The title stayed in my head the entire time I read the nine short stories and one novella in this quiet, meditative volume on adultery. The reviews bemoaned that the book wasn’t about a multitude of sins, that it was about only one, but Ford must have intended something by the title, as it was not a title of one of the stories.The stories were actually less about adultery than the living space between the adulterers, between the adulterers and their married mates, and between others whose liv [...]

    • Glenn Bruce says:

      I had to read this book for one of my MFA classes, otherwise I never would have picked it up or likely even known about it. Ford is a solid writer, clean and efficient. He never overwrites, which I particularly appreciate. No flowery prose for him, which is great. But this book is themed around infidelity, which just didn't work for me. First off, I don't care for themed collections. I prefer different kinds of stories as I get bored. Then add to it the theme of infidelity and after a few I was [...]

    • Laura says:

      "Reunion" stands in my top three stories of all time. Surprising, because Ford isn't nearly the caliber of other greats in the genre: Carver, Hemingway and the like. He's a hardworking and proficient storyteller.In "Reunion," however, he creates a world of emotion and memory packaged into a brief chance encounter in the midst of a busy hour at Grand Central Station. He not only introduces us to his protagonist and the long-lost friend who stands in front of them but, in a few powerful pages, man [...]

    • Rosalba says:

      "Gli infiniti peccati" sono generati dalla nostra incapacità di essere fedeli, affettuosi, sinceri, pazienti, onesti, appassionati, di essere veramente attenti e vicini alle persone che desideriamo, o a quelle che dovremmo semplicemente amare. E, fra i tanti peccati, sembra spiccarne uno che, in fondo, non è neppure una consapevole colpa: la piccolezza del nostro essere uomini davanti a un sentimento così grande come l'amore, la meschinità della nostra vita reale rispetto ai sogni che la isp [...]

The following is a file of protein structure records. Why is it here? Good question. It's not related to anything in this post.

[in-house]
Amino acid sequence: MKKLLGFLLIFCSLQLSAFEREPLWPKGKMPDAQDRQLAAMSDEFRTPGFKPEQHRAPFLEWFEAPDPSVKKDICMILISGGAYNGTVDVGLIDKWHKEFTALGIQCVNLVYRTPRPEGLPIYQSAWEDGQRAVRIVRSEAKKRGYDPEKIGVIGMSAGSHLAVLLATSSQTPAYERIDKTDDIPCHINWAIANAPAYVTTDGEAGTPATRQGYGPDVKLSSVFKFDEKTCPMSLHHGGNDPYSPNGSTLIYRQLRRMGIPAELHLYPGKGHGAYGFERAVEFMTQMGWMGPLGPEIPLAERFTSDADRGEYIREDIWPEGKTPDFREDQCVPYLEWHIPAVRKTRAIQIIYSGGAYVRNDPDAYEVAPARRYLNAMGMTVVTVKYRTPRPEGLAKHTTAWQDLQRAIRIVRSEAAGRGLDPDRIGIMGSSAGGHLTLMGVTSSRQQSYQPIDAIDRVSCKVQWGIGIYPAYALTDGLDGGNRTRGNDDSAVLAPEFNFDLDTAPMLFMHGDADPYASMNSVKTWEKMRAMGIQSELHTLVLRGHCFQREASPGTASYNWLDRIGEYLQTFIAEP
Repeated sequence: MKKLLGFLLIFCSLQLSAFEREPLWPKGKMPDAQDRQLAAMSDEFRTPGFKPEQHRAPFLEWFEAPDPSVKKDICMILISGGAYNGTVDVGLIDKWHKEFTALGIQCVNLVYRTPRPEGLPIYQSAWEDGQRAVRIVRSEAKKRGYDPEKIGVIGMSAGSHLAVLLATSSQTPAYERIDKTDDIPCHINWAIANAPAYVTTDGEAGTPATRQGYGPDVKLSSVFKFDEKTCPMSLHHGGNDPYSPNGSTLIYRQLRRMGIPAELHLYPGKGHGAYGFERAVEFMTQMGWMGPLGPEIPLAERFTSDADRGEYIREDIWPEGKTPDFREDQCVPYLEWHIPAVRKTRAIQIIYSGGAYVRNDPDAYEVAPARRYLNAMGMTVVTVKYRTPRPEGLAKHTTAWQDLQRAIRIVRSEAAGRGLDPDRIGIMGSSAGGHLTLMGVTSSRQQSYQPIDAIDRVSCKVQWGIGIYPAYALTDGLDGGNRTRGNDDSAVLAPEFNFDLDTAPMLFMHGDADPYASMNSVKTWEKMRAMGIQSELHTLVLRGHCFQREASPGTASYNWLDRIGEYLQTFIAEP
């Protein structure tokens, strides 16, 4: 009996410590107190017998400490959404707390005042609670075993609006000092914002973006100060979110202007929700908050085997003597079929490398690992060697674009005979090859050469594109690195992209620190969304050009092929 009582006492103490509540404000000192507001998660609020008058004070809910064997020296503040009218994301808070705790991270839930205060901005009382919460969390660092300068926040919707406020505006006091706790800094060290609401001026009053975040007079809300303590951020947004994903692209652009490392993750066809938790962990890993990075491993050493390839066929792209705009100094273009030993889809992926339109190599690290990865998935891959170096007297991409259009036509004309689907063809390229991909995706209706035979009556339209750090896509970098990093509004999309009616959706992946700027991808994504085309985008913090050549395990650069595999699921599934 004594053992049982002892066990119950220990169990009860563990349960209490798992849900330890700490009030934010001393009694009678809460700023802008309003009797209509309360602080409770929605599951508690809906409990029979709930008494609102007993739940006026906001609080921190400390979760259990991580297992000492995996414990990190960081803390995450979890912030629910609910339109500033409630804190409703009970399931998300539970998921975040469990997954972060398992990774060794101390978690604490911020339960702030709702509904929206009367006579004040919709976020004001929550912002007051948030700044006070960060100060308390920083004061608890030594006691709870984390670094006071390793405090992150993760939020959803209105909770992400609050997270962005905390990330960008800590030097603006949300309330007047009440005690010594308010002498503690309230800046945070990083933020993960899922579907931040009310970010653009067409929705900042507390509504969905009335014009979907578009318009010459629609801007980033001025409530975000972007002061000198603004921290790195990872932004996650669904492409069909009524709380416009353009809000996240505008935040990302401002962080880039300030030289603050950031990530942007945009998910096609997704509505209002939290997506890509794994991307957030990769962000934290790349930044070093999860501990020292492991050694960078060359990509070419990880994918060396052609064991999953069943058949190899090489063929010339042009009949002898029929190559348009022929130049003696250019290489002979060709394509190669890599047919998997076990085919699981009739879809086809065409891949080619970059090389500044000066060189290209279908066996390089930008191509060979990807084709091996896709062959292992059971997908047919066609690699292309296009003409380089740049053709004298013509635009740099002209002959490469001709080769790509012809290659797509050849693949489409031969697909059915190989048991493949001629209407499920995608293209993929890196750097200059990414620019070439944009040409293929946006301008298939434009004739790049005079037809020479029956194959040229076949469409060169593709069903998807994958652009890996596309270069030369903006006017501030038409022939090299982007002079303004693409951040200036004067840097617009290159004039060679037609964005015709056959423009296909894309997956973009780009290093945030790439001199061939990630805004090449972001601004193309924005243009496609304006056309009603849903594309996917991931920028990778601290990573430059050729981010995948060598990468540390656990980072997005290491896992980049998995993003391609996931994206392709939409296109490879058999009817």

• Susan Emmet says:

      When I read Ford, I think of Cheever, Hemingway and Carver, all gifted writers. Was struck by how one sin can trigger a multitude of others. Had read "Puppy" in the New Yorker, I think, years ago.Ford sets his stories in NY, LA, ME, MI, AZ and creates characters of amazing clarity and density and denseness. Was especially - and sadly -moved by "Abyss," "Charity," and "Calling." So many seemingly successful people torn apart by needs and wants and yearnings they don't fully understand. So much ab [...]

    • Michael says:

      The stories are mostly about unfaithfulness in one form or another, but that's just the jumping off point. They actually look at many different aspects of life, single and married. A recurring theme is the distance and lack of connection among human beings and the often futile efforts we make to bridge the gaps. The characters are well formed and much of the action, such as it is, occurs in their minds. Ford has always been one of my favorite writers and he is in excellent form here. All of the [...]

    • Brian Swain says:

      My first experience with Richard Ford's fiction (at the recommendation of the owner of Faulkner House Boos in New Orleans) was an altogether enjoyable one. Figured I'd start with short stories before committing to a full novel, but this collection certainly want to move onward and upward. This particular collection is about infidelity and adultery, which, while not my favorite literary topic, was an opportunity for me to get familiar with Ford's work. Excellent prose and decent character work, a [...]

    • Booker says: